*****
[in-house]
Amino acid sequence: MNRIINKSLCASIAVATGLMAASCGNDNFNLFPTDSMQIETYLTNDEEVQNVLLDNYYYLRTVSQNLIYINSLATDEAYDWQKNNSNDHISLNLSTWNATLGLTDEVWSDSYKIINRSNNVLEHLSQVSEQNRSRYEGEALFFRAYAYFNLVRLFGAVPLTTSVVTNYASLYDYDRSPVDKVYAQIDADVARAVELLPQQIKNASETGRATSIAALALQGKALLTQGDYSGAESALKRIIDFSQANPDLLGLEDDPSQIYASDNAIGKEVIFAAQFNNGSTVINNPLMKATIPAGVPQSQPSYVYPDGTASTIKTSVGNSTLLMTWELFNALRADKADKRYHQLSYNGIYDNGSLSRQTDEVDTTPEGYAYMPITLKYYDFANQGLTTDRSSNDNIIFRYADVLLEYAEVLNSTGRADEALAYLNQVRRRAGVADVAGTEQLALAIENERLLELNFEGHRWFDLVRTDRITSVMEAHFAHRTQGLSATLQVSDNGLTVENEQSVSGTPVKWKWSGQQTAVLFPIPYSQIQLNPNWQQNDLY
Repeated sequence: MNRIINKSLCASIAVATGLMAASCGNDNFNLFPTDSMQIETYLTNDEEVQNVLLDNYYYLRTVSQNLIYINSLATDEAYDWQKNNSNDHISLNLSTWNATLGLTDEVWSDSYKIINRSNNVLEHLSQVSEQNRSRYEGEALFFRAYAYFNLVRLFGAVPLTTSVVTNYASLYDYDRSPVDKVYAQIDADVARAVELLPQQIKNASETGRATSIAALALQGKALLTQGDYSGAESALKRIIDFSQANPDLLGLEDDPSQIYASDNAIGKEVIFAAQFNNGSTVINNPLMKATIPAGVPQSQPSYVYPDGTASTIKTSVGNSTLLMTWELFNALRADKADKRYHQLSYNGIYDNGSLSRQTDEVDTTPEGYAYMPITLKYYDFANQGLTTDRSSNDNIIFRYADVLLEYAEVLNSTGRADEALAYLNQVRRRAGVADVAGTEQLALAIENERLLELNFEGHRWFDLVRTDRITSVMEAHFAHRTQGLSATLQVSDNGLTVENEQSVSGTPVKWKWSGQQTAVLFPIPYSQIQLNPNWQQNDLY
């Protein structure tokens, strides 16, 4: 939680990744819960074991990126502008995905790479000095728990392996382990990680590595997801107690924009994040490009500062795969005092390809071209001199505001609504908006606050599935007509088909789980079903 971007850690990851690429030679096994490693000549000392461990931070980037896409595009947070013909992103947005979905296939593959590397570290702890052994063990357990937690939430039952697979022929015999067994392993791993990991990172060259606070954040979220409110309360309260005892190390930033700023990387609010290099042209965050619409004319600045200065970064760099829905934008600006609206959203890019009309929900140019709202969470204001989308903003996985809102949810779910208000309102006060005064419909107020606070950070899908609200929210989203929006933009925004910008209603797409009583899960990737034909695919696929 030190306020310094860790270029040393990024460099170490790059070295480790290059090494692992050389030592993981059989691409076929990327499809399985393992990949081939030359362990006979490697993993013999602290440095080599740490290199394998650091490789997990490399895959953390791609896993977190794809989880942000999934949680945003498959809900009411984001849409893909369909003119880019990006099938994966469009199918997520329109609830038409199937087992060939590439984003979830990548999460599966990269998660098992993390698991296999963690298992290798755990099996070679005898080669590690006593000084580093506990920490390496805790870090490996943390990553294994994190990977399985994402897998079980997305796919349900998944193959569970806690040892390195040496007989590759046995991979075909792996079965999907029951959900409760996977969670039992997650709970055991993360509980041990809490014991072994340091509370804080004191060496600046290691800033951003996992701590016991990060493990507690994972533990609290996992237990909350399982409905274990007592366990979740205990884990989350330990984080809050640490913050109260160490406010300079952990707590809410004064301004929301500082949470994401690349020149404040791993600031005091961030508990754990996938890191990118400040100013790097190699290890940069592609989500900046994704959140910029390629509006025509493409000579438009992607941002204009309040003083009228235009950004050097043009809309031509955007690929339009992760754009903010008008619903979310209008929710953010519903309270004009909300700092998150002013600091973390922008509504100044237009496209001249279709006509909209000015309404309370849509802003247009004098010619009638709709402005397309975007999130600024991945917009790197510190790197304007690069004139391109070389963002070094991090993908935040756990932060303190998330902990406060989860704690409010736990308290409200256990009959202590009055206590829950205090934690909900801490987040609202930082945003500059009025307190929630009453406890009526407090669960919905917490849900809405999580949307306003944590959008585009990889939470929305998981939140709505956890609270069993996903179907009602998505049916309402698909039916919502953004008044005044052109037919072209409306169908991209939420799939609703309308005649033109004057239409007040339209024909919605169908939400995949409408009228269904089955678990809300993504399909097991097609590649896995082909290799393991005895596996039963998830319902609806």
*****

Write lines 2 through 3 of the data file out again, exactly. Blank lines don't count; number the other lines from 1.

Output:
Amino acid sequence: MNRIINKSLCASIAVATGLMAASCGNDNFNLFPTDSMQIETYLTNDEEVQNVLLDNYYYLRTVSQNLIYINSLATDEAYDWQKNNSNDHISLNLSTWNATLGLTDEVWSDSYKIINRSNNVLEHLSQVSEQNRSRYEGEALFFRAYAYFNLVRLFGAVPLTTSVVTNYASLYDYDRSPVDKVYAQIDADVARAVELLPQQIKNASETGRATSIAALALQGKALLTQGDYSGAESALKRIIDFSQANPDLLGLEDDPSQIYASDNAIGKEVIFAAQFNNGSTVINNPLMKATIPAGVPQSQPSYVYPDGTASTIKTSVGNSTLLMTWELFNALRADKADKRYHQLSYNGIYDNGSLSRQTDEVDTTPEGYAYMPITLKYYDFANQGLTTDRSSNDNIIFRYADVLLEYAEVLNSTGRADEALAYLNQVRRRAGVADVAGTEQLALAIENERLLELNFEGHRWFDLVRTDRITSVMEAHFAHRTQGLSATLQVSDNGLTVENEQSVSGTPVKWKWSGQQTAVLFPIPYSQIQLNPNWQQNDLY
Repeated sequence: MNRIINKSLCASIAVATGLMAASCGNDNFNLFPTDSMQIETYLTNDEEVQNVLLDNYYYLRTVSQNLIYINSLATDEAYDWQKNNSNDHISLNLSTWNATLGLTDEVWSDSYKIINRSNNVLEHLSQVSEQNRSRYEGEALFFRAYAYFNLVRLFGAVPLTTSVVTNYASLYDYDRSPVDKVYAQIDADVARAVELLPQQIKNASETGRATSIAALALQGKALLTQGDYSGAESALKRIIDFSQANPDLLGLEDDPSQIYASDNAIGKEVIFAAQFNNGSTVINNPLMKATIPAGVPQSQPSYVYPDGTASTIKTSVGNSTLLMTWELFNALRADKADKRYHQLSYNGIYDNGSLSRQTDEVDTTPEGYAYMPITLKYYDFANQGLTTDRSSNDNIIFRYADVLLEYAEVLNSTGRADEALAYLNQVRRRAGVADVAGTEQLALAIENERLLELNFEGHRWFDLVRTDRITSVMEAHFAHRTQGLSATLQVSDNGLTVENEQSVSGTPVKWKWSGQQTAVLFPIPYSQIQLNPNWQQNDLY